St Leonards: There is plenty of parking near North Shore Private Hospital. The closest car park is the Wilson car park, which can be accessed via the south end of Reserve Road. Our rooms are located on the ground floor of the Private Hospital.
Erina: Enter the back entrance of The Element Building via Karalta Lane (red and grey building). Travel up one flight of stairs (they label the ground floor as Level 1).
Dee Why: The building is located on the corner of Pittwater Road and Sturdee Parade. Turn into Sturdee Parade and there is a car park on the left (Coles/Aldi). Turn into the car park and go down to level 2, the light blue floor. Once on P2, there is a lift in the far left hand corner to the commercial building. Take the lift up to the first floor.
Yes. For consults we will process your rebate on receipt of payment. The remittance will be sent straight to your bank account. For surgery we will process your Medicare rebate after your operation is completed. Once you have received the remittance from Medicare after surgery, you can take it to your health fund to receive the remainder of the rebate.
Yes. Your medical file is handled with the utmost respect for your privacy. Dr Biggs and his staff abide strictly by the Privacy Act 1988. We will not release the contents of you medical file without your consent, unless required by law.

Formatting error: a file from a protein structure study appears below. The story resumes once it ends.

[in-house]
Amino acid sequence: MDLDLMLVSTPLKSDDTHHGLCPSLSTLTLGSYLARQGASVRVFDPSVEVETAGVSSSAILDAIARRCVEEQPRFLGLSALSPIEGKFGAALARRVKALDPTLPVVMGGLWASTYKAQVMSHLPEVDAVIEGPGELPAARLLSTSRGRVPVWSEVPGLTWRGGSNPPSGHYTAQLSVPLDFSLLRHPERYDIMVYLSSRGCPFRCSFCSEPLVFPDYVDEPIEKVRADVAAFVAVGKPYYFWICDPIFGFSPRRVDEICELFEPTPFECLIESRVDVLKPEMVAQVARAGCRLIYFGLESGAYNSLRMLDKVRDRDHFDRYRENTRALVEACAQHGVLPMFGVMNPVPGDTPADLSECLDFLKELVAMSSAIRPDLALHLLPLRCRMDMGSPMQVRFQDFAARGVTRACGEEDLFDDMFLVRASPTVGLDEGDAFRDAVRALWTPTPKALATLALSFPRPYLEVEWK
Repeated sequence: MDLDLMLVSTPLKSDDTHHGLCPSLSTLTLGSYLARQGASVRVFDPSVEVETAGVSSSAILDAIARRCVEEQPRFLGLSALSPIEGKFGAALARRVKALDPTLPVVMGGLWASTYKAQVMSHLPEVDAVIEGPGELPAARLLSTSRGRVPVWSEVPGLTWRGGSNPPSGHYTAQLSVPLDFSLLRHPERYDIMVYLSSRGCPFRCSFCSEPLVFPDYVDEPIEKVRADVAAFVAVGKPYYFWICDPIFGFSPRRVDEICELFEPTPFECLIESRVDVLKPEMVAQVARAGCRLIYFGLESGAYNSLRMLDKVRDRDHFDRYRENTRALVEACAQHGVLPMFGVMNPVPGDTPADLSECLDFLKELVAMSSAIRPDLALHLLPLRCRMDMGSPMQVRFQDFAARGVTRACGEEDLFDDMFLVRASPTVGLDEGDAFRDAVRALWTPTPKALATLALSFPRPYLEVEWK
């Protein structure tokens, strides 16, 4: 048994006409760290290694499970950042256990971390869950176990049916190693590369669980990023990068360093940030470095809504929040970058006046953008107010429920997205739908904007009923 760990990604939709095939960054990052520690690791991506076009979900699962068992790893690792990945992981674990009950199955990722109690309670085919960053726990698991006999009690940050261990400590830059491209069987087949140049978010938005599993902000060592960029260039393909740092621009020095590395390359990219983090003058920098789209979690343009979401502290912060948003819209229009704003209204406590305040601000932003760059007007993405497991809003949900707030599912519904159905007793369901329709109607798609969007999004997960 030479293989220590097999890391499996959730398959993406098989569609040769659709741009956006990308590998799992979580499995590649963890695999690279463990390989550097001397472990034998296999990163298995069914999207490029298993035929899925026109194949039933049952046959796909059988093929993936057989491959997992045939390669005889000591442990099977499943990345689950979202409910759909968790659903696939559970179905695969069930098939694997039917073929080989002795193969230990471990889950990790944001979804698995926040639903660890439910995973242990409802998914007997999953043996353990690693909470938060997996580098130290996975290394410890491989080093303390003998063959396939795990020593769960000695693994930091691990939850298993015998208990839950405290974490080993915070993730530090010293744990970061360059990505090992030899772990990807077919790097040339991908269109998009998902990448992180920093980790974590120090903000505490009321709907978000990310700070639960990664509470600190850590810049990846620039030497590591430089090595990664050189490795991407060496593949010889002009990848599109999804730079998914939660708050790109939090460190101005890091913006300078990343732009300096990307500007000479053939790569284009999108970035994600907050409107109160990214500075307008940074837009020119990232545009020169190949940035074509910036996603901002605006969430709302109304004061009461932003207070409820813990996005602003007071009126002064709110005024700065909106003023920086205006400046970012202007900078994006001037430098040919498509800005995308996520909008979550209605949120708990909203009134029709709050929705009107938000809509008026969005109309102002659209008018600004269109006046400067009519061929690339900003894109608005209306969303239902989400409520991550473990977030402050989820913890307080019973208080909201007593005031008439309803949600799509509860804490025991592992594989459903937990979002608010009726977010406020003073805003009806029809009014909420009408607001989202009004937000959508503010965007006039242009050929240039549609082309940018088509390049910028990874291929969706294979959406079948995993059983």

Bank cheque, personal cheque, cash, credit cards and EFTPOS. We accept AMEX however a 2% surcharge will apply.
Please email or fax your referral to us before your appointment if possible. Please bring the referral to your consult if you are unable to do this. Please also bring your private health fund card, Medicare card, pension card (if applicable) and any results from tests or procedures, particularly CT or MRI scans.
Yes. Please contact our staff on 02 8320 0577 and advise them of your situation.
Yes. We require approval from the employer/insurer prior to the appointment.
Dr Biggs no longer operates in the public system. He stepped down a few years ago after 21 years as a consultant to make way for newly trained surgeons. Dr Biggs is happy to see uninsured patients in a consultation however, they will need to self-fund if you have surgery with Dr Biggs.
Telehealth is the use of telecommunication techniques for the purpose of providing telemedicine, medical education, and health education over a distance. Video-conferencing is one of the main ways in which telehealth is improving access to healthcare services for patients who live in regional, rural and remote areas. Please contact our rooms on 02 8320 0577 if you would like to discuss Dr Biggs’ telehealth services.